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Siena
We loved Siena.
In fact, we loved it so much, that rather than only spending an evening there as planned, we stayed a whole extra day so we could get a decent look around.
Siena doesn't look much from the train station. It's only when you drive through the big city walls and suddenly find yourself in a confusing maze of tiny perfectly cobbled streets, where buildings, roofs and cobblestones are all terracotta shades, that you get it. I think it helped that it was late afternoon when we arrived, to find that our hostel was perfectly situated, with our room overlooking a beautiful busy little piazza right in the centre of the town. The piazza was about the size of a 2 tennis courts, (the town is tiny... you can walk it in about an hour).
Then as the sun set, Siena started blushing in peachy pinky hues. Tuscan sunshine has to be seen to be believed, you just don't buy it from the US movies that show it. Dusk means everything goes hazy, pink, soft-edged, and atmospheric.
Sheena and I hit the streets, me feeling like a bag lady (Kathmandu doesn't really cut it amongst the well-heeled in Siena). The shops were unbelievable. Sheena and I were drooling over shoes and handbags so exqusitely beautiful and carefully crafted, I am very lucky I am the offspring of an accountant or I would have blown my entire travel budget in one evening. It is not a nice feeling to be surrounded by very pretty things, many of which are looking even prettier being worn by people on the street, especially while one is feeling crumpled and trampy and not at all pretty. So when I happened to see a beautiful handmade Italian leather belt, which they adjusted on the spot to fit me perfectly, for much cheaper than in New Zealand, I splashed out. The belt also happened to be a beuatiful crimson red (my favourite colour).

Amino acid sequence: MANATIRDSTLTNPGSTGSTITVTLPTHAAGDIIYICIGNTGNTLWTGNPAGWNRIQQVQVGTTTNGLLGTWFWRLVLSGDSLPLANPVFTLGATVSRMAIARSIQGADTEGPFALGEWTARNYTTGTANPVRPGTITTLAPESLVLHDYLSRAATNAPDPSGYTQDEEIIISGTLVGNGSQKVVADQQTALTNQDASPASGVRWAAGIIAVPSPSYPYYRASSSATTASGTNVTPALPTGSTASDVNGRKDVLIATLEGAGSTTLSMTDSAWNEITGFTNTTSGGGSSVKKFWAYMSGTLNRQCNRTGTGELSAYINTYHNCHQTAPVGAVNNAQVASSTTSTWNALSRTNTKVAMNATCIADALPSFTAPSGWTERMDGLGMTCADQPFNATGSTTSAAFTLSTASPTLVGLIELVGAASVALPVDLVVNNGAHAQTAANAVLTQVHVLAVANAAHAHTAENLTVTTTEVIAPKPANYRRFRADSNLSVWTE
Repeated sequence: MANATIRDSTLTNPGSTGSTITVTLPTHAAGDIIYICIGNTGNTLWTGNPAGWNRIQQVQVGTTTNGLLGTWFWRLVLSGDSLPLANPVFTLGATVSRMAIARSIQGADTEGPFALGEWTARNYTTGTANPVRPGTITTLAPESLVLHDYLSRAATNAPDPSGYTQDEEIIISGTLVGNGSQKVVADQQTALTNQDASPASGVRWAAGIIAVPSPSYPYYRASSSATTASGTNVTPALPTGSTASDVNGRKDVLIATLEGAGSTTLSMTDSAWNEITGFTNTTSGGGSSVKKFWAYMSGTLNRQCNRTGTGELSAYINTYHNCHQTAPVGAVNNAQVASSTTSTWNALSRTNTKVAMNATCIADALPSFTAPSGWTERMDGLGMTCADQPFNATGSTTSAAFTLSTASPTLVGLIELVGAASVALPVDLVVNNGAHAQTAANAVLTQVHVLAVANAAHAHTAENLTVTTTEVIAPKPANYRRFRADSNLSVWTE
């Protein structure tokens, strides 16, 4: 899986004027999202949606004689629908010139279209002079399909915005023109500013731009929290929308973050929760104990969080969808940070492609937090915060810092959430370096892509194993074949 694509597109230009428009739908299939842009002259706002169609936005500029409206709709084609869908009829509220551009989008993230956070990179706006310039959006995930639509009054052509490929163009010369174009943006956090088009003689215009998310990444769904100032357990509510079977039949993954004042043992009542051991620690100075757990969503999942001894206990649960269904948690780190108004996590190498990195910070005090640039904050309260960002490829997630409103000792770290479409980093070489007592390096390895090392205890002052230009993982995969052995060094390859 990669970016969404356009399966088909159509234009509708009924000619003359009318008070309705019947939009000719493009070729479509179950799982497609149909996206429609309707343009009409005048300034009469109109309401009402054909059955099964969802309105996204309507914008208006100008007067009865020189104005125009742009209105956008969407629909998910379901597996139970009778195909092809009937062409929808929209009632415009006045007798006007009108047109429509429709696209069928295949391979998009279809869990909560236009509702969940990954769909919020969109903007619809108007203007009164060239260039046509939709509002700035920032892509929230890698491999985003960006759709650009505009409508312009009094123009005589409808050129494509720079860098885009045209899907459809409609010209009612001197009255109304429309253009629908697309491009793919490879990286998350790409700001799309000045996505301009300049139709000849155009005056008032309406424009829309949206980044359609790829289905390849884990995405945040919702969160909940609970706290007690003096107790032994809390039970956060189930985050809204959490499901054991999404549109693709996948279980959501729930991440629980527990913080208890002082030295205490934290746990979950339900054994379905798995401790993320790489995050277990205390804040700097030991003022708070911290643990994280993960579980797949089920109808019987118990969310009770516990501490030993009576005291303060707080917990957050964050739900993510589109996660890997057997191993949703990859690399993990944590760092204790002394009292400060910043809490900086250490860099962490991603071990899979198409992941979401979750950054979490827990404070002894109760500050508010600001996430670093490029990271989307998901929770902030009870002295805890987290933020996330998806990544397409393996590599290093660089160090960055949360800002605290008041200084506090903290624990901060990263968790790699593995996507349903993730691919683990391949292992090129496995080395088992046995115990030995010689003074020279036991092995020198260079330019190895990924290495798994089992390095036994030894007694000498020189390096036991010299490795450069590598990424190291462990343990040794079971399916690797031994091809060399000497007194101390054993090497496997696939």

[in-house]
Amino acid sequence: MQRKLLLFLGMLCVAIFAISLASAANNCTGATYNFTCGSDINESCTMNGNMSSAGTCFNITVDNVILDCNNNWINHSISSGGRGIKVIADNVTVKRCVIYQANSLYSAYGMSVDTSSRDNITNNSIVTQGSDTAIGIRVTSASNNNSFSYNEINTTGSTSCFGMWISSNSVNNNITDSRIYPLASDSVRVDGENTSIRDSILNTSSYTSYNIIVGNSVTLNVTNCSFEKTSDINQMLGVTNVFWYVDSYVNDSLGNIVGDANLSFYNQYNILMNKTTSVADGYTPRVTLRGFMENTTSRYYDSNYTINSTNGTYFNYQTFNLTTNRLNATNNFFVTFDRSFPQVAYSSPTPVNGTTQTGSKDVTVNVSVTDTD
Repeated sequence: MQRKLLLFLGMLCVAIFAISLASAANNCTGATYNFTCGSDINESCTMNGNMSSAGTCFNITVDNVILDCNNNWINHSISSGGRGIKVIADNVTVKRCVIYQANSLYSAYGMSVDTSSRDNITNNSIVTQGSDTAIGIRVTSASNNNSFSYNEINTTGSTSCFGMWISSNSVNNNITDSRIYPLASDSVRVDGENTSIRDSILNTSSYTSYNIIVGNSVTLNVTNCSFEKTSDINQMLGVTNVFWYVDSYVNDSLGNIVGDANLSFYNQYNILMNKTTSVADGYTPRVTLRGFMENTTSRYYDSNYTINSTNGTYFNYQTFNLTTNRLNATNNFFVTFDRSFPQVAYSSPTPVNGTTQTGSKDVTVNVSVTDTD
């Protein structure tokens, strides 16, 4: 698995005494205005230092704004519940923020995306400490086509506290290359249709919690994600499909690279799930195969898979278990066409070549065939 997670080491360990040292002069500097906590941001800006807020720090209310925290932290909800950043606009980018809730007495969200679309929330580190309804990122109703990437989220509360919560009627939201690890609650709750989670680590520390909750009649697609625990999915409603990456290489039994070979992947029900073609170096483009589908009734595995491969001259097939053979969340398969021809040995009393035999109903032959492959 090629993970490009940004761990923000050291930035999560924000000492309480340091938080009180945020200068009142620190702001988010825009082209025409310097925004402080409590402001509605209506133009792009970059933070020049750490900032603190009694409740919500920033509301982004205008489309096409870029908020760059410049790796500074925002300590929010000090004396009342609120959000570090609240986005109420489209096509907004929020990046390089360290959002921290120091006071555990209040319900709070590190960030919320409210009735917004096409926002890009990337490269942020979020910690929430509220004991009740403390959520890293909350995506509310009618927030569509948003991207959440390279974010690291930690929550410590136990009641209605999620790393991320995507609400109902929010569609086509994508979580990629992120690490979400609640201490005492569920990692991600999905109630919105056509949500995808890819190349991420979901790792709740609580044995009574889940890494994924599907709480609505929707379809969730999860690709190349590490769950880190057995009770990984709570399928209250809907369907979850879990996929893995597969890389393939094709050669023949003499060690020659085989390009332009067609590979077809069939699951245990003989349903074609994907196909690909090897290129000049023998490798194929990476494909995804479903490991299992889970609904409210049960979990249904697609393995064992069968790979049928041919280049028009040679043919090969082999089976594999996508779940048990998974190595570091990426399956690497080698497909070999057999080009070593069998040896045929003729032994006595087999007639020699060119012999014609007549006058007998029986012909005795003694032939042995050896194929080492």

Anyway! Sorry for too many fashion details, boys reading.
We went for dinner in the main Piazza del Campo, which was such a great night, relaxing just sipping our wine and people watching. The piazza comes alive at night and people of all ages meet there to hang out.
The next day we headed for the Duomo, which is spectacular. The whole thing is elaborately decorated in green, red and white marble, with statues seemingly in every nook and cranny, gold, frescoes, bronze... you name it. Incredibly, this is continued inside, so when you walk in, you're not actually quite sure where to start looking first. The baptistery downstairs is more subdued, but I felt it was more beautiful in its simplicity (it wasn't really simple, still wall to wall frescoes, but simple compared to the Duomo), and we also discovered the crypt, where on display were 12th century frescoes they'd uncovered. They also had an amazing museum where I fell in love with Siennese art. Incredible.
The green-red-white combination of marble is everywhere, and seeing as Italy was only united as a country quite late, a good many centuries after most of these buildings were completed, I'm assuming the Italian flag colours are a result of this. It's echoed through all their food too, the most basic pizza being tomato, mozzarella and basil topped.
Anyway, after a last lunch, again, splashing out to sit in the piazza (the atmosphere is worth every penny) - different restaurant, still yummy food and great wine - we grabbed our packs and headed once again into the sunset, this time for the Cinque Terre. Stay tuned...
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Posted on 16 Apr 2007 by Anna
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